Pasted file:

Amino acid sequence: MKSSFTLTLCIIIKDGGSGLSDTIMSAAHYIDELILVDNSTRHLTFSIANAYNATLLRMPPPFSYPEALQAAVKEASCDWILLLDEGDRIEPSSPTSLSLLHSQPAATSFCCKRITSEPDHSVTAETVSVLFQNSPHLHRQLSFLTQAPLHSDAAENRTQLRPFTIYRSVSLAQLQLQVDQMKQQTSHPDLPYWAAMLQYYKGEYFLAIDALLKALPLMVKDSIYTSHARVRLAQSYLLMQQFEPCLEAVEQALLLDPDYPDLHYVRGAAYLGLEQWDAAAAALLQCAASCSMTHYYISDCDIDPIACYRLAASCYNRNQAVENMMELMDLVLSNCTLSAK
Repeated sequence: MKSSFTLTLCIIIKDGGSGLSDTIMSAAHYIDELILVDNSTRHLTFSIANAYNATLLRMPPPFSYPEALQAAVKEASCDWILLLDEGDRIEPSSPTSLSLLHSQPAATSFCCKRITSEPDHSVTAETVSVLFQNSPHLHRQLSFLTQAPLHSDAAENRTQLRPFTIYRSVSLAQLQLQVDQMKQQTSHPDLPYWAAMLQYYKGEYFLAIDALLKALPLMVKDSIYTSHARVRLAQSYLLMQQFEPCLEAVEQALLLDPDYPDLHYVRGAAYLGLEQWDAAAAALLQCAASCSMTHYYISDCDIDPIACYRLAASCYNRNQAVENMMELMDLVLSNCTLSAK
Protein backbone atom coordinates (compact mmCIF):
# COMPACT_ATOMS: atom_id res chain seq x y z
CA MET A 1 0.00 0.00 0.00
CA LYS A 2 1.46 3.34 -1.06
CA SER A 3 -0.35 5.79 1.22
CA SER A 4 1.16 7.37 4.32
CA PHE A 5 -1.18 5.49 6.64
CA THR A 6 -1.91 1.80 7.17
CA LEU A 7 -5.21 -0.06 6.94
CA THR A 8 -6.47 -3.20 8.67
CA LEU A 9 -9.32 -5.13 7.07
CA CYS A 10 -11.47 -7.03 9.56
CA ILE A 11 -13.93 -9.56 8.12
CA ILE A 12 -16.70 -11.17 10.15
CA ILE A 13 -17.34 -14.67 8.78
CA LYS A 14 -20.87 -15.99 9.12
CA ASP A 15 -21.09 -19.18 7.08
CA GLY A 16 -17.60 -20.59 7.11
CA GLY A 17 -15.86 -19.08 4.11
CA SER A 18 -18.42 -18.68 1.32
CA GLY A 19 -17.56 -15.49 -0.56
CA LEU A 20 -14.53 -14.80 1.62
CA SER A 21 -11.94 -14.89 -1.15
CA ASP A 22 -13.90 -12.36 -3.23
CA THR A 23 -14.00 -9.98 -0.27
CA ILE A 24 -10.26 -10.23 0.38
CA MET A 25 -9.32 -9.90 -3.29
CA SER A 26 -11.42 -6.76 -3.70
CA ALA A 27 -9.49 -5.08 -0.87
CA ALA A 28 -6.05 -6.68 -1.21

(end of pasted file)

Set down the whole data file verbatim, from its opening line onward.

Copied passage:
Amino acid sequence: MKSSFTLTLCIIIKDGGSGLSDTIMSAAHYIDELILVDNSTRHLTFSIANAYNATLLRMPPPFSYPEALQAAVKEASCDWILLLDEGDRIEPSSPTSLSLLHSQPAATSFCCKRITSEPDHSVTAETVSVLFQNSPHLHRQLSFLTQAPLHSDAAENRTQLRPFTIYRSVSLAQLQLQVDQMKQQTSHPDLPYWAAMLQYYKGEYFLAIDALLKALPLMVKDSIYTSHARVRLAQSYLLMQQFEPCLEAVEQALLLDPDYPDLHYVRGAAYLGLEQWDAAAAALLQCAASCSMTHYYISDCDIDPIACYRLAASCYNRNQAVENMMELMDLVLSNCTLSAK
Repeated sequence: MKSSFTLTLCIIIKDGGSGLSDTIMSAAHYIDELILVDNSTRHLTFSIANAYNATLLRMPPPFSYPEALQAAVKEASCDWILLLDEGDRIEPSSPTSLSLLHSQPAATSFCCKRITSEPDHSVTAETVSVLFQNSPHLHRQLSFLTQAPLHSDAAENRTQLRPFTIYRSVSLAQLQLQVDQMKQQTSHPDLPYWAAMLQYYKGEYFLAIDALLKALPLMVKDSIYTSHARVRLAQSYLLMQQFEPCLEAVEQALLLDPDYPDLHYVRGAAYLGLEQWDAAAAALLQCAASCSMTHYYISDCDIDPIACYRLAASCYNRNQAVENMMELMDLVLSNCTLSAK
Protein backbone atom coordinates (compact mmCIF):
# COMPACT_ATOMS: atom_id res chain seq x y z
CA MET A 1 0.00 0.00 0.00
CA LYS A 2 1.46 3.34 -1.06
CA SER A 3 -0.35 5.79 1.22
CA SER A 4 1.16 7.37 4.32
CA PHE A 5 -1.18 5.49 6.64
CA THR A 6 -1.91 1.80 7.17
CA LEU A 7 -5.21 -0.06 6.94
CA THR A 8 -6.47 -3.20 8.67
CA LEU A 9 -9.32 -5.13 7.07
CA CYS A 10 -11.47 -7.03 9.56
CA ILE A 11 -13.93 -9.56 8.12
CA ILE A 12 -16.70 -11.17 10.15
CA ILE A 13 -17.34 -14.67 8.78
CA LYS A 14 -20.87 -15.99 9.12
CA ASP A 15 -21.09 -19.18 7.08
CA GLY A 16 -17.60 -20.59 7.11
CA GLY A 17 -15.86 -19.08 4.11
CA SER A 18 -18.42 -18.68 1.32
CA GLY A 19 -17.56 -15.49 -0.56
CA LEU A 20 -14.53 -14.80 1.62
CA SER A 21 -11.94 -14.89 -1.15
CA ASP A 22 -13.90 -12.36 -3.23
CA THR A 23 -14.00 -9.98 -0.27
CA ILE A 24 -10.26 -10.23 0.38
CA MET A 25 -9.32 -9.90 -3.29
CA SER A 26 -11.42 -6.76 -3.70
CA ALA A 27 -9.49 -5.08 -0.87
CA ALA A 28 -6.05 -6.68 -1.21